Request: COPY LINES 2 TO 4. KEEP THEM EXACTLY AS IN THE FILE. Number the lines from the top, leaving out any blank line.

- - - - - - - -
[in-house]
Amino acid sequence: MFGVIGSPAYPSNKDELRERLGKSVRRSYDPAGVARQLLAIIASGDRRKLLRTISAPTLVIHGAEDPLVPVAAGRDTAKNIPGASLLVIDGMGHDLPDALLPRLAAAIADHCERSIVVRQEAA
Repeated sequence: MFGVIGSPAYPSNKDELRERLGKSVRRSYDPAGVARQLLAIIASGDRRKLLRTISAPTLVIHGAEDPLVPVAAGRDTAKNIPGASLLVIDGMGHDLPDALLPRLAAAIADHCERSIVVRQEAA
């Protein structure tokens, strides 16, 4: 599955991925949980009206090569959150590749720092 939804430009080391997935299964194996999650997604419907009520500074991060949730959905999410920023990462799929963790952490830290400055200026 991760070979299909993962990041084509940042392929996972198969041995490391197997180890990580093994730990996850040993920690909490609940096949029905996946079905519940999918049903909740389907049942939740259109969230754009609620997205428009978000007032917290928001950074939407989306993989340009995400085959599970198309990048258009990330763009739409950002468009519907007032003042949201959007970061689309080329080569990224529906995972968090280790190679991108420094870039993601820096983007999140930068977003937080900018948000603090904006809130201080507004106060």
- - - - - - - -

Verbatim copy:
Amino acid sequence: MFGVIGSPAYPSNKDELRERLGKSVRRSYDPAGVARQLLAIIASGDRRKLLRTISAPTLVIHGAEDPLVPVAAGRDTAKNIPGASLLVIDGMGHDLPDALLPRLAAAIADHCERSIVVRQEAA
Repeated sequence: MFGVIGSPAYPSNKDELRERLGKSVRRSYDPAGVARQLLAIIASGDRRKLLRTISAPTLVIHGAEDPLVPVAAGRDTAKNIPGASLLVIDGMGHDLPDALLPRLAAAIADHCERSIVVRQEAA
């Protein structure tokens, strides 16, 4: 599955991925949980009206090569959150590749720092 939804430009080391997935299964194996999650997604419907009520500074991060949730959905999410920023990462799929963790952490830290400055200026 991760070979299909993962990041084509940042392929996972198969041995490391197997180890990580093994730990996850040993920690909490609940096949029905996946079905519940999918049903909740389907049942939740259109969230754009609620997205428009978000007032917290928001950074939407989306993989340009995400085959599970198309990048258009990330763009739409950002468009519907007032003042949201959007970061689309080329080569990224529906995972968090280790190679991108420094870039993601820096983007999140930068977003937080900018948000603090904006809130201080507004106060």